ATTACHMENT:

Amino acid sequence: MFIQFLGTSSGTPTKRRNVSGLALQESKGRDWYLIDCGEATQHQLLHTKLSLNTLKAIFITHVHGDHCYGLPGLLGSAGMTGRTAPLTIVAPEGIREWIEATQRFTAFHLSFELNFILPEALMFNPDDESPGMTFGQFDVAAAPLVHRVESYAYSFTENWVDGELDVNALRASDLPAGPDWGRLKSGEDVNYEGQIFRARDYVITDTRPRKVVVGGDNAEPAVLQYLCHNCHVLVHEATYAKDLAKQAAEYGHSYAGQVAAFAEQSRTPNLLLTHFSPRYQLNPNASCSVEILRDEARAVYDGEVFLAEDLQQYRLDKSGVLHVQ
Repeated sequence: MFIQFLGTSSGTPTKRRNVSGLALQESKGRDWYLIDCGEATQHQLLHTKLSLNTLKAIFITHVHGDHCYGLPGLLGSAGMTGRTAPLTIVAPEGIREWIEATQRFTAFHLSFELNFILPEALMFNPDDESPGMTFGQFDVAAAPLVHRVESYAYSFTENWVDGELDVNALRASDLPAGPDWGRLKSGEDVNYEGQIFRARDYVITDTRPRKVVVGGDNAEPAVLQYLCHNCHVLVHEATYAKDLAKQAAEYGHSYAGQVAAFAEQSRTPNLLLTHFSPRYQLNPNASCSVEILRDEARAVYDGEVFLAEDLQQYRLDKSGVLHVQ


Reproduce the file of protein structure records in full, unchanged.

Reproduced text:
Amino acid sequence: MFIQFLGTSSGTPTKRRNVSGLALQESKGRDWYLIDCGEATQHQLLHTKLSLNTLKAIFITHVHGDHCYGLPGLLGSAGMTGRTAPLTIVAPEGIREWIEATQRFTAFHLSFELNFILPEALMFNPDDESPGMTFGQFDVAAAPLVHRVESYAYSFTENWVDGELDVNALRASDLPAGPDWGRLKSGEDVNYEGQIFRARDYVITDTRPRKVVVGGDNAEPAVLQYLCHNCHVLVHEATYAKDLAKQAAEYGHSYAGQVAAFAEQSRTPNLLLTHFSPRYQLNPNASCSVEILRDEARAVYDGEVFLAEDLQQYRLDKSGVLHVQ
Repeated sequence: MFIQFLGTSSGTPTKRRNVSGLALQESKGRDWYLIDCGEATQHQLLHTKLSLNTLKAIFITHVHGDHCYGLPGLLGSAGMTGRTAPLTIVAPEGIREWIEATQRFTAFHLSFELNFILPEALMFNPDDESPGMTFGQFDVAAAPLVHRVESYAYSFTENWVDGELDVNALRASDLPAGPDWGRLKSGEDVNYEGQIFRARDYVITDTRPRKVVVGGDNAEPAVLQYLCHNCHVLVHEATYAKDLAKQAAEYGHSYAGQVAAFAEQSRTPNLLLTHFSPRYQLNPNASCSVEILRDEARAVYDGEVFLAEDLQQYRLDKSGVLHVQ